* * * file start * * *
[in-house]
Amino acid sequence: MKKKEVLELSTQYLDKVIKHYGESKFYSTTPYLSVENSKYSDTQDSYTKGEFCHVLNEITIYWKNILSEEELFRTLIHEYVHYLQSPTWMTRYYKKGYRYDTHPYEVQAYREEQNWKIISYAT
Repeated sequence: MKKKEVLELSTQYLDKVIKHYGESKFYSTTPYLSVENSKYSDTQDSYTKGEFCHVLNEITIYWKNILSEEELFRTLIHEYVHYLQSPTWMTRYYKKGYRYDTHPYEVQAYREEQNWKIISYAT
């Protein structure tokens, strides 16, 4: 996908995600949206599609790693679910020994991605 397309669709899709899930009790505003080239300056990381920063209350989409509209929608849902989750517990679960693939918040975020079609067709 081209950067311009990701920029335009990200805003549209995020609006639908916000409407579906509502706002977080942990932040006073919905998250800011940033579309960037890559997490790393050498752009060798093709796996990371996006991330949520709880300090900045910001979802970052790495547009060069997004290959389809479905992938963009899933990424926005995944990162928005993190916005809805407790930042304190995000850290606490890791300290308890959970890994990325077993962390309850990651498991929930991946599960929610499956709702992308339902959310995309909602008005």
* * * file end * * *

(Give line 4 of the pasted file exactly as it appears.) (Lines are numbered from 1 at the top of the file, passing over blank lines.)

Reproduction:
């Protein structure tokens, strides 16, 4: 996908995600949206599609790693679910020994991605 397309669709899709899930009790505003080239300056990381920063209350989409509209929608849902989750517990679960693939918040975020079609067709 081209950067311009990701920029335009990200805003549209995020609006639908916000409407579906509502706002977080942990932040006073919905998250800011940033579309960037890559997490790393050498752009060798093709796996990371996006991330949520709880300090900045910001979802970052790495547009060069997004290959389809479905992938963009899933990424926005995944990162928005993190916005809805407790930042304190995000850290606490890791300290308890959970890994990325077993962390309850990651498991929930991946599960929610499956709702992308339902959310995309909602008005």